Friday, December 2, 2016

A day with the goshawks

On the first day of the meet, Jess and I joined host Don Ryan of the IHC and a group of British and Irish austringers for a day of pheasant hawking.


[Paul with his albidus.]

[Ken and John.]

Don leases a sporting lodge on the banks of the River Sneem, and has access to a lovely moor just outside the village.

Don was kind enough not only to share his personal hawking grounds, but also to lend Jessa and me each a pair of spare wellies for the duration. We had been unprepared for how wet the countryside can be even on a dry day—even the hillsides had standing water—and his generosity made the week much more pleasant.

This was a very congenial crew all 'round. Most of them knew each other well already—Ken, a breeder from County Wicklow, had bred some of the goshawks flown, and the dogs run by Keith and Paul were littermates. Cooperation was the order of the day, with everyone taking turns; impeccable manners were given an assist by good dog work and consequently abundant slips.

[The dogs. Not an accessory to the hunt, but a necessary component.]

[Keith surveys the terrain.]

[Ready for a flight. The dog is on point in front of Keith, to the left of the rock, and the pheasant was caught in the ensuing flight.]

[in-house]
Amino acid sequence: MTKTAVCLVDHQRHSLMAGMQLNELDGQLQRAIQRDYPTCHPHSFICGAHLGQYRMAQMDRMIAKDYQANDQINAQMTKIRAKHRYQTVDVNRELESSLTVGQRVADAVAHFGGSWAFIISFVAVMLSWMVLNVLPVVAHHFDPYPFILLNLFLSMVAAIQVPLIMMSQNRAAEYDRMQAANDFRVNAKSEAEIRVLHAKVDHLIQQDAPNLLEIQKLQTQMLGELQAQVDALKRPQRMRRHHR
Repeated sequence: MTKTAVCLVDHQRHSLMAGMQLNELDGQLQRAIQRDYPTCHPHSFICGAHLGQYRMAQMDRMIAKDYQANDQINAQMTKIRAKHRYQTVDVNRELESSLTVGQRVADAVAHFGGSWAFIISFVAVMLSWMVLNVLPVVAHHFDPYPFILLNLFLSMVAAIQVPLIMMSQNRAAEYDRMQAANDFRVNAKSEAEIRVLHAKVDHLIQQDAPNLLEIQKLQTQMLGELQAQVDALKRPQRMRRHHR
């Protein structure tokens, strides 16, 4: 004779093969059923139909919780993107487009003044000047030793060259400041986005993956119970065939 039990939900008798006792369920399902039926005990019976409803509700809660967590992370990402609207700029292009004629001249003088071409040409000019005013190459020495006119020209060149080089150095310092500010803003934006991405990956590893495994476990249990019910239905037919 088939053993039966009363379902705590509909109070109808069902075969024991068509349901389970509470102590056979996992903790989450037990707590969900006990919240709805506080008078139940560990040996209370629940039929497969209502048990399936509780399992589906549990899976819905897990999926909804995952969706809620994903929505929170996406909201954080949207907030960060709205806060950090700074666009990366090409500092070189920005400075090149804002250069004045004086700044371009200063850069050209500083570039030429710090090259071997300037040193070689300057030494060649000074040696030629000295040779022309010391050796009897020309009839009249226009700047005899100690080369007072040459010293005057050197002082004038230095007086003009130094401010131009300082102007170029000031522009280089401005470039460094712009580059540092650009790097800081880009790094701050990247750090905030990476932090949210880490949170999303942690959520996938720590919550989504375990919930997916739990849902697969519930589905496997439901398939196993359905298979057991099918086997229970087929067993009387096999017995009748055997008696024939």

[Paul and his big girl take the next slip in this sequence. This flight too resulted in a kill.]

By the end of the afternoon, each of the four goshawks had accounted for a pheasant, we were all pleasantly tired from a full day of exercise, and in the finest Irish tradition we retired to the pub for drinks by the fire.

A few more pictures from the day...

[Setting out.]

[Stephen, Ken, and John with a few of the local beasts.]

[Keith on the moor.]

[Wet and tired.]

[Not tired at all.]

1 comment:

Mark Farrell-Churchill said...

A bit of history on Don's lodge, quoting now from his article in the 2016 IHC Journal:

"I stay at a hunting/fishing lodge that sits beside the main salmon pool of a spate river. The lodge itself is a creaky affair built from stone and wood salvaged from a derelict 'Big House' in the war years when supplies were hard to come by. It was built to replace the wooden lodge burnt down by poachers (who kindly swore they would), prompting the Major who owned the sporting rights to take out extra insurance, the proceeds of which funded the new build."